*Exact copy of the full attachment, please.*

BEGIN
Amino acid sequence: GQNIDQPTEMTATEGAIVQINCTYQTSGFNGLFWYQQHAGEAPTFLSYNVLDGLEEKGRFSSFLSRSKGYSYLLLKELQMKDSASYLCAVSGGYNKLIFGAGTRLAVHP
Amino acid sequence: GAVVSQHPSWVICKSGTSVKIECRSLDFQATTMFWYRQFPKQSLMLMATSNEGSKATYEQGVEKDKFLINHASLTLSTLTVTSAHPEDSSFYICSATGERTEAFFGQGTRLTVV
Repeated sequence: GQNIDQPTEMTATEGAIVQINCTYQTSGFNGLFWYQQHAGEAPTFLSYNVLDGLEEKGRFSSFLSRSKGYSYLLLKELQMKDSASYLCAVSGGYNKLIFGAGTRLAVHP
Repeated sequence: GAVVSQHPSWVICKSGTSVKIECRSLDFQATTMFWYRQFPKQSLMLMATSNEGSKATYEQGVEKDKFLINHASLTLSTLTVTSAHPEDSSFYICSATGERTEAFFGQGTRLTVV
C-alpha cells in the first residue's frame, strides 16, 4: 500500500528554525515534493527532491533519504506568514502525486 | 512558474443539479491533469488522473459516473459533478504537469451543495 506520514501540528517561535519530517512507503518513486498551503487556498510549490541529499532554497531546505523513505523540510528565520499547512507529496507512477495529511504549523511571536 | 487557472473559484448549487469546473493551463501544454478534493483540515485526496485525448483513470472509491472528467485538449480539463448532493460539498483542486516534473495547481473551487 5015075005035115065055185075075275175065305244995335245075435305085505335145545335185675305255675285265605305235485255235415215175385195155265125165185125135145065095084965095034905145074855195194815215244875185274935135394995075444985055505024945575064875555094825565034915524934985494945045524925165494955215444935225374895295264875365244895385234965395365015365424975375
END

Amino acid sequence: GQNIDQPTEMTATEGAIVQINCTYQTSGFNGLFWYQQHAGEAPTFLSYNVLDGLEEKGRFSSFLSRSKGYSYLLLKELQMKDSASYLCAVSGGYNKLIFGAGTRLAVHP
Amino acid sequence: GAVVSQHPSWVICKSGTSVKIECRSLDFQATTMFWYRQFPKQSLMLMATSNEGSKATYEQGVEKDKFLINHASLTLSTLTVTSAHPEDSSFYICSATGERTEAFFGQGTRLTVV
Repeated sequence: GQNIDQPTEMTATEGAIVQINCTYQTSGFNGLFWYQQHAGEAPTFLSYNVLDGLEEKGRFSSFLSRSKGYSYLLLKELQMKDSASYLCAVSGGYNKLIFGAGTRLAVHP
Repeated sequence: GAVVSQHPSWVICKSGTSVKIECRSLDFQATTMFWYRQFPKQSLMLMATSNEGSKATYEQGVEKDKFLINHASLTLSTLTVTSAHPEDSSFYICSATGERTEAFFGQGTRLTVV
C-alpha cells in the first residue's frame, strides 16, 4: 500500500528554525515534493527532491533519504506568514502525486 | 512558474443539479491533469488522473459516473459533478504537469451543495 506520514501540528517561535519530517512507503518513486498551503487556498510549490541529499532554497531546505523513505523540510528565520499547512507529496507512477495529511504549523511571536 | 487557472473559484448549487469546473493551463501544454478534493483540515485526496485525448483513470472509491472528467485538449480539463448532493460539498483542486516534473495547481473551487 5015075005035115065055185075075275175065305244995335245075435305085505335145545335185675305255675285265605305235485255235415215175385195155265125165185125135145065095084965095034905145074855195194815215244875185274935135394995075444985055505024945575064875555094825565034915524934985494945045524925165494955215444935225374895295264875365244895385234965395365015365424975375